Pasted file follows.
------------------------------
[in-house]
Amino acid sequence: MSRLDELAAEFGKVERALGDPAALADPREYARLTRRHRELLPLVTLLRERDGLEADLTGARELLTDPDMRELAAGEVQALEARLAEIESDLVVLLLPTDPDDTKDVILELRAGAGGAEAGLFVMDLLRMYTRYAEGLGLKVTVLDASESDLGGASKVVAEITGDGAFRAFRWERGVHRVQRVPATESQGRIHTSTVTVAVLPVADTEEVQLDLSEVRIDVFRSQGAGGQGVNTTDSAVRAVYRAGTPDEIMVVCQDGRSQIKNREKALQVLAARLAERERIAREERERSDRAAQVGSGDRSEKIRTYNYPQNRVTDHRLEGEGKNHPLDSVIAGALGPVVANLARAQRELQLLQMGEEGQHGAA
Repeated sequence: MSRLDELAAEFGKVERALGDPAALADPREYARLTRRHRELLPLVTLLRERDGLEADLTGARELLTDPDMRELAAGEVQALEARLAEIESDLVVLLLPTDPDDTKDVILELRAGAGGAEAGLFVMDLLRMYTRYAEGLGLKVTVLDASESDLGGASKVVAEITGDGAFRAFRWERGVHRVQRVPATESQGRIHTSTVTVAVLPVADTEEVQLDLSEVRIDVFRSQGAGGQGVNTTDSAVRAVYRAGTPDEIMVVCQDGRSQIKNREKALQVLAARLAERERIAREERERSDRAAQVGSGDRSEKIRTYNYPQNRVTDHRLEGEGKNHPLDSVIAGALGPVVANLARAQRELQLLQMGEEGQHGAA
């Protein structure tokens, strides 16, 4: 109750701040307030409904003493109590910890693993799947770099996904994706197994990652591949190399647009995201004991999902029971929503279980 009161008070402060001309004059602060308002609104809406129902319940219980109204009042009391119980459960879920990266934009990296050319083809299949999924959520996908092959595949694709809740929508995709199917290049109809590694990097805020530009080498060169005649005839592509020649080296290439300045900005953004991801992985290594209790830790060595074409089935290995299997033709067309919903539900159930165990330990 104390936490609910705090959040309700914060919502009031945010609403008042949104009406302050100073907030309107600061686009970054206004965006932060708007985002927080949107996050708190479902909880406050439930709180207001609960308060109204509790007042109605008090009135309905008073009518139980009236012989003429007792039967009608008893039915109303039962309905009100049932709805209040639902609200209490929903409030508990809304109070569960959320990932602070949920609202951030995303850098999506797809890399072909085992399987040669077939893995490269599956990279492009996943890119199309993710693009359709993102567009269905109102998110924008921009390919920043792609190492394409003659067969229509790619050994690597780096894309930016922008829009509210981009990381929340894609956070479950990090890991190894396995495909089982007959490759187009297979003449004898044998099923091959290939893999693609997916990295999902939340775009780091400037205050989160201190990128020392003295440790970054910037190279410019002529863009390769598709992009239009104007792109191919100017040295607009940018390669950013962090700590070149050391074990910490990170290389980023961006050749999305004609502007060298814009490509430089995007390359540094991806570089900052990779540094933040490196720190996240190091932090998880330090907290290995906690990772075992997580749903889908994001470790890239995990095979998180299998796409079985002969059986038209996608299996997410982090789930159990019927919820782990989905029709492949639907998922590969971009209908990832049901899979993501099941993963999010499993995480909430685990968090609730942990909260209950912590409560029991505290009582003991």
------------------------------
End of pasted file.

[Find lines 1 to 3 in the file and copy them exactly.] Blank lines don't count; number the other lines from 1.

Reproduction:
[in-house]
Amino acid sequence: MSRLDELAAEFGKVERALGDPAALADPREYARLTRRHRELLPLVTLLRERDGLEADLTGARELLTDPDMRELAAGEVQALEARLAEIESDLVVLLLPTDPDDTKDVILELRAGAGGAEAGLFVMDLLRMYTRYAEGLGLKVTVLDASESDLGGASKVVAEITGDGAFRAFRWERGVHRVQRVPATESQGRIHTSTVTVAVLPVADTEEVQLDLSEVRIDVFRSQGAGGQGVNTTDSAVRAVYRAGTPDEIMVVCQDGRSQIKNREKALQVLAARLAERERIAREERERSDRAAQVGSGDRSEKIRTYNYPQNRVTDHRLEGEGKNHPLDSVIAGALGPVVANLARAQRELQLLQMGEEGQHGAA
Repeated sequence: MSRLDELAAEFGKVERALGDPAALADPREYARLTRRHRELLPLVTLLRERDGLEADLTGARELLTDPDMRELAAGEVQALEARLAEIESDLVVLLLPTDPDDTKDVILELRAGAGGAEAGLFVMDLLRMYTRYAEGLGLKVTVLDASESDLGGASKVVAEITGDGAFRAFRWERGVHRVQRVPATESQGRIHTSTVTVAVLPVADTEEVQLDLSEVRIDVFRSQGAGGQGVNTTDSAVRAVYRAGTPDEIMVVCQDGRSQIKNREKALQVLAARLAERERIAREERERSDRAAQVGSGDRSEKIRTYNYPQNRVTDHRLEGEGKNHPLDSVIAGALGPVVANLARAQRELQLLQMGEEGQHGAA